3D Focused Electron Beam Induced Deposition, or 3D-FEBID, allows fabrication of freestanding complex nanoarchitectures on a wide range of substrate materials and surface morphologies, offering unique advantages compared to other additive manufacturing techniques.
Advances in recent years suggest this emerging technology has unexplored potential, such as possible applications as nanoscale probes, sensors, optics, and magnetics. Winkler et al. wrote a perspective article dedicated to the 3D-FEBID technique and where the field is heading.
The new paper outlines the basic operating principles of 3D-FEBID, which entails moving an electron beam over gaseous precursor molecules and causing non-volatile fragments of the precursor molecules to condense on the substrate. As the beam moves, more fragments condense, forming the desired structure. Users can control the position and movement of the electron beam with sub-nanometer precision and build complex structures.
First explored in the early 1990s, 3D-FEBID experienced significant improvements in recent years due to several technological breakthroughs such as computer aided design software solutions. The paper provides a comprehensive analysis of the status quo, which includes specifics of instrumental setup, materials, and other aspects. It also highlights the limitations of current practices, and provides suggestions for how to further improve the technique and expand its application.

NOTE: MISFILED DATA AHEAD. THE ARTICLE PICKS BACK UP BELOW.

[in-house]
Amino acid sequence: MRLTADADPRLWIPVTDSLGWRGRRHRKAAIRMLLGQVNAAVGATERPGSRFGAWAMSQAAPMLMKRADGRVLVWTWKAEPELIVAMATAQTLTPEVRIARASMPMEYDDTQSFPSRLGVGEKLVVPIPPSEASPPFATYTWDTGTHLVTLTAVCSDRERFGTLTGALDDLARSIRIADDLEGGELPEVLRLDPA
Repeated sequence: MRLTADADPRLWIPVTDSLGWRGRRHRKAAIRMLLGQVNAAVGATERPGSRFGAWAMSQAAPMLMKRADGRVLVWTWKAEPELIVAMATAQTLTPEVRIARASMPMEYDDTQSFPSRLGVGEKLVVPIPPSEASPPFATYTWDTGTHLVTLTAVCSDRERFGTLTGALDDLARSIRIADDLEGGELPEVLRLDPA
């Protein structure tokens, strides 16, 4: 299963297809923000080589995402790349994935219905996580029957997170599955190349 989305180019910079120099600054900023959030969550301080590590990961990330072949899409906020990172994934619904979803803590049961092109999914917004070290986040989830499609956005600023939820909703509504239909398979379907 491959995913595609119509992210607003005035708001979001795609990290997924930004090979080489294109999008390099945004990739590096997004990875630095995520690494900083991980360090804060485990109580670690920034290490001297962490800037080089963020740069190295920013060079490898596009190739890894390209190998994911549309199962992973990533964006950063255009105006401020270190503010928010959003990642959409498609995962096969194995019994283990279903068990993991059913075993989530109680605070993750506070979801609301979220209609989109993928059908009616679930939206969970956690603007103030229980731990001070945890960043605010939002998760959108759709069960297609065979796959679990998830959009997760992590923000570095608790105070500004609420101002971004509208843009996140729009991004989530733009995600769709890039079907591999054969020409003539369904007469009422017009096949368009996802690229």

Author Robert Winkler said that they wrote the perspective article as an introduction to the topic for researchers in and outside the field of nanoprinting, because they believe there are applications for 3D-FEBID across many fields. He hopes the it will inspire researchers looking for a new tool to use the technique in their own work.
Source: “3D nanoprinting via focused electron beams,” by R. Winkler, J. D. Fowlkes, P. D. Rack, and H. Plank, Journal of Applied Physics (2019). The article can be accessed at https://doi.org/10.1063/1.5092372.